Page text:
November 15th, 2007

Ruger Wins Award, But Faces Major Challenges

Sturm, Ruger & Company, Inc. (NYSE: RGR) was presented with the “Firearms Manufacturer of the Year” award by the National Association of Sporting Goods Wholesalers. This award, presented at the Association’s Annual Meeting in Reno, Nevada on November 7, recognizes Ruger’s efforts to provide innovative products, quality customer service, and profitability for distributors of Ruger products. In presenting the award, Mike Brown, Chairman of the NASGW Board of Directors, praised Ruger for its business ethics and “promoting an American-made culture in our market.”

Ruger’s Wall Street Woes
This is a welcome achievement for Ruger which otherwise has stumbled recently. In recent weeks, Ruger’s stock price has been soundly hammered, with the company losing over half of its book value. On Wall Street, optimism about Ruger’s future has been replaced by pessimism. We understand why…

Ruger Stock Price

In one firearms product area after another, Ruger has “missed the boat” giving up market share to competitors. Unlike Savage Arms, Ruger has done nothing noteworthy to supply the growing market for precision target and varmint rifles. In the thriving cowboy action market, Ruger is still the dominant pistol maker, but it failed to develop lever actions and suitable shotguns, giving up the lever action market to Uberti and Marlin, and the cowboy shotgun market to Stoeger, a Beretta company. Ruger failed to recognize the popularity of AR-platform rifles and has nothing to offer in that segment, despite the fact that ARs and AR accessories are “driving the rifle market” at present. Ruger recently launched a new 9mm pistol, the SR9, but it may be a case of “too little, too late”, in its effort to compete with Glock and Smith & Wesson. S&W’s new M&P pistols have been very successful, winning major law enforcement contracts.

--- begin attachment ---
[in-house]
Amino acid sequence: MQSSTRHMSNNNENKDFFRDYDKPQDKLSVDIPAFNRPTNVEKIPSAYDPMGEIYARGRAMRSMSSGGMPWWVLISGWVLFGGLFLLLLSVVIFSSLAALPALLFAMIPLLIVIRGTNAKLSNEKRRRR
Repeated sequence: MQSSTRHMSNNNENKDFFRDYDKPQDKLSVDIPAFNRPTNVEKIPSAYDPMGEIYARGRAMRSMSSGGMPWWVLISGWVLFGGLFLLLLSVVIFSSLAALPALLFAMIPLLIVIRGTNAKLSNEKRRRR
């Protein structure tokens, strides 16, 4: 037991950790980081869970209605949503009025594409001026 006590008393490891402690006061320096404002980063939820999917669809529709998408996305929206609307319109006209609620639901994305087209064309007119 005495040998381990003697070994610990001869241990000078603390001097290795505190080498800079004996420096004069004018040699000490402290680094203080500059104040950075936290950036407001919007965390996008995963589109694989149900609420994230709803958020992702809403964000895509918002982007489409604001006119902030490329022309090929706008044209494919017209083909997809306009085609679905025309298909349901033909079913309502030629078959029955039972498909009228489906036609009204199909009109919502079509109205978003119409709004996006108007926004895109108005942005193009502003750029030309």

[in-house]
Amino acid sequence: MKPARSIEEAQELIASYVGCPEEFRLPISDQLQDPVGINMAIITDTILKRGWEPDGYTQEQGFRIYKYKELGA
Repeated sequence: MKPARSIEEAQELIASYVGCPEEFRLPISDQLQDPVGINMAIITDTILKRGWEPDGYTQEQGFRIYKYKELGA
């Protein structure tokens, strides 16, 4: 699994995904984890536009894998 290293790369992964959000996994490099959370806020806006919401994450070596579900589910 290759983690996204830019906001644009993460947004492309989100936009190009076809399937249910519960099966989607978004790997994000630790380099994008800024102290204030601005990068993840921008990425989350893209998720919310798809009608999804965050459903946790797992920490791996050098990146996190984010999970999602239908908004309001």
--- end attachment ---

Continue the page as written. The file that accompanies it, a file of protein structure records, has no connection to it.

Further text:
Hopefully, Ruger’s executives have “seen the writing on the wall” and the company will listen to shooters, enhance the quality and durability of its products, and roll out improved rifles and shotguns that better match the current preferences of hunters, target shooters, and shotgunners. Thankfully, at least not ALL Ruger execs have their heads in the sand: Chris Killoy, VP of Sales and Marketing for Ruger, states: “There are many changes taking place at Ruger — changes that will allow us to do business more efficiently and will benefit the many independent distributors that help bring our products to market. These changes reflect the desires and needs of our customers.”

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